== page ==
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Leading Children’s Health Groups to House of Representatives: Keep Medicaid Strong

Leading Children’s Health Groups to House of Representatives Keep Medicaid Strong  American Health Care Act would jeopardize care for children and families  Washington, DC—The American Academy of Pediatrics, Children’s Defense Fund, Children’s Dental Health Project, First Focus Campaign for Children,

Leading Children’s Health Groups to House of Representatives: Keep Medicaid Strong 

American Health Care Act would jeopardize care for children and families  

Washington, DC—The American Academy of Pediatrics, Children’s Defense Fund, Children’s Dental Health Project, First Focus Campaign for Children, March of Dimes and National Association of Pediatric Nurse Practitioners issue the following joint statement opposing the American Health Care Act’s (AHCA) drastic changes to Medicaid and their detrimental impact on children and families: 

“Our organizations represent children, pregnant women, families, children’s health care providers and advocates across the country, and we speak with one voice today to urge the U.S. House of Representatives to keep Medicaid strong for children and vote ‘no’ on the AHCA. This bill ends the Medicaid program as we know it, jeopardizing coverage for the 72 million vulnerable Americans – primarily children, pregnant women, seniors and people with disabilities – who rely on Medicaid for their health care.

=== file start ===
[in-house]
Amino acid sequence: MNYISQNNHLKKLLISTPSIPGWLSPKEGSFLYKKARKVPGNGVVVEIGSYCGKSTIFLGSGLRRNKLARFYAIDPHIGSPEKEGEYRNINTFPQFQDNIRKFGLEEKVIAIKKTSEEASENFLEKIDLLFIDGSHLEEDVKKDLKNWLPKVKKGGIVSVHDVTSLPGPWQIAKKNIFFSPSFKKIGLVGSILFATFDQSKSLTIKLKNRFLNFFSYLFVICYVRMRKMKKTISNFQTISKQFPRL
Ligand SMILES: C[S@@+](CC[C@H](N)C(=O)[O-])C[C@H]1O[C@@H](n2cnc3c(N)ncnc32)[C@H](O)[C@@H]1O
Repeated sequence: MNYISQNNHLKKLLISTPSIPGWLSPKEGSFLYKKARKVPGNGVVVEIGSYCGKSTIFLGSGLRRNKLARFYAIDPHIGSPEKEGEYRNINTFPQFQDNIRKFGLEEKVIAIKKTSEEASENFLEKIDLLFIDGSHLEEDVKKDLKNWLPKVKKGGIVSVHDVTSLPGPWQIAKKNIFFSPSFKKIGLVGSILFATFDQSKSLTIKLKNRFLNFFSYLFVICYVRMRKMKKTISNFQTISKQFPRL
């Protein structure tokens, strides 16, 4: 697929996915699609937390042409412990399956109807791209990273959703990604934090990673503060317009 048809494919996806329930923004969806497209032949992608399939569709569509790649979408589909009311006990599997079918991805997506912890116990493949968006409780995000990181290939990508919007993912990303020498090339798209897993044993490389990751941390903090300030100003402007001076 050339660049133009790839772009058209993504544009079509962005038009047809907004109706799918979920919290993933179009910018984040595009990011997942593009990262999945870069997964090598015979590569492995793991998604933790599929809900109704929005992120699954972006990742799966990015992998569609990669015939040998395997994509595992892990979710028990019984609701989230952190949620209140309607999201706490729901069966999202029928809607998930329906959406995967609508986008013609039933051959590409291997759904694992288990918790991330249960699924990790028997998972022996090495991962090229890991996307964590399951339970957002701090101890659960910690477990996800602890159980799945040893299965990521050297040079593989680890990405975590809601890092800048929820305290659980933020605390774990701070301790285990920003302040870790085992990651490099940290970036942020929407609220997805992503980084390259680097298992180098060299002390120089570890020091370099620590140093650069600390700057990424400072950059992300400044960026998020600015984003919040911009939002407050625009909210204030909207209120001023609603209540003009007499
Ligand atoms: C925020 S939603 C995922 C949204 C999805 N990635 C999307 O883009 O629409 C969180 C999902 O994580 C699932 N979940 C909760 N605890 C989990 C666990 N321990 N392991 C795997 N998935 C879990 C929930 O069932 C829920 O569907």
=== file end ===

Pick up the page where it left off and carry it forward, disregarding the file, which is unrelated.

Children make up the single largest group of people who rely on Medicaid; nearly 36 million children receive Medicaid coverage, including children with special health care needs and those from low-income families. Medicaid also provides comprehensive prenatal care to pregnant women, allowing millions of pregnant women to have healthy pregnancies and helping millions of children get a healthy start. Unlike many private health insurance plans, Medicaid guarantees specific benefits designed especially for children. Medicaid’s Early and Periodic Screening, Diagnostic and Treatment (EPSDT) benefits are the definitive standard of pediatric care, covering an array of services like developmental, dental, vision and hearing screenings, and allowing health problems to be diagnosed and treated appropriately and as early as possible. Simply put: Medicaid works. In fact, children in Medicaid are more likely to get check-ups, miss less school, graduate and enter the workforce than their uninsured peers. 

Medicaid is able to provide affordable, comprehensive care for every child because of the strength of Medicaid’s state-federal partnership. The program already provides flexibility to states and allows each state to meet the needs of its Medicaid population when a natural disaster, public health crisis like the current opioid epidemic, or economic recession increases the number of people enrolled and the cost of providing services.